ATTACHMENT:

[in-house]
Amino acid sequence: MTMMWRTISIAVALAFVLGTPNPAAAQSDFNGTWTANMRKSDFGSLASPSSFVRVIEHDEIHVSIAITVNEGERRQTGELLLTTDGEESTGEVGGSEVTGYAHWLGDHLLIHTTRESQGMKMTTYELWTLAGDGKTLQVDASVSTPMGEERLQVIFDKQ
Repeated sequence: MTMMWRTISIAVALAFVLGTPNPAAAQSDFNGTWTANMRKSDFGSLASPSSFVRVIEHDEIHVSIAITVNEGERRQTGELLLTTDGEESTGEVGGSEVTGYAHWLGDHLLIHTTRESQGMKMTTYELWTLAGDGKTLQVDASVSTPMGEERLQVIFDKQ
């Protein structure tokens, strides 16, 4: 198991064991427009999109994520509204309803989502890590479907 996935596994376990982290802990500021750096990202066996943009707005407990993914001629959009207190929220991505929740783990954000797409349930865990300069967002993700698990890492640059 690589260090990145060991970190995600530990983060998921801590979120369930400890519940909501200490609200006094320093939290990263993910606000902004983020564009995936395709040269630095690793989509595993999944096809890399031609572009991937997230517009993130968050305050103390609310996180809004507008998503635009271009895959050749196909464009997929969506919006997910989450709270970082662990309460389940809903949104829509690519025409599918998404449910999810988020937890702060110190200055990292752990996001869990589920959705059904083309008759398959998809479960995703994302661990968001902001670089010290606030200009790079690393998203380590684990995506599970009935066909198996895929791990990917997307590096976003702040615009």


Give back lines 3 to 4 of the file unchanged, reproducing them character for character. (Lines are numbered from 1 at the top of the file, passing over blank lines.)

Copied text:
Repeated sequence: MTMMWRTISIAVALAFVLGTPNPAAAQSDFNGTWTANMRKSDFGSLASPSSFVRVIEHDEIHVSIAITVNEGERRQTGELLLTTDGEESTGEVGGSEVTGYAHWLGDHLLIHTTRESQGMKMTTYELWTLAGDGKTLQVDASVSTPMGEERLQVIFDKQ
């Protein structure tokens, strides 16, 4: 198991064991427009999109994520509204309803989502890590479907 996935596994376990982290802990500021750096990202066996943009707005407990993914001629959009207190929220991505929740783990954000797409349930865990300069967002993700698990890492640059 690589260090990145060991970190995600530990983060998921801590979120369930400890519940909501200490609200006094320093939290990263993910606000902004983020564009995936395709040269630095690793989509595993999944096809890399031609572009991937997230517009993130968050305050103390609310996180809004507008998503635009271009895959050749196909464009997929969506919006997910989450709270970082662990309460389940809903949104829509690519025409599918998404449910999810988020937890702060110190200055990292752990996001869990589920959705059904083309008759398959998809479960995703994302661990968001902001670089010290606030200009790079690393998203380590684990995506599970009935066909198996895929791990990917997307590096976003702040615009």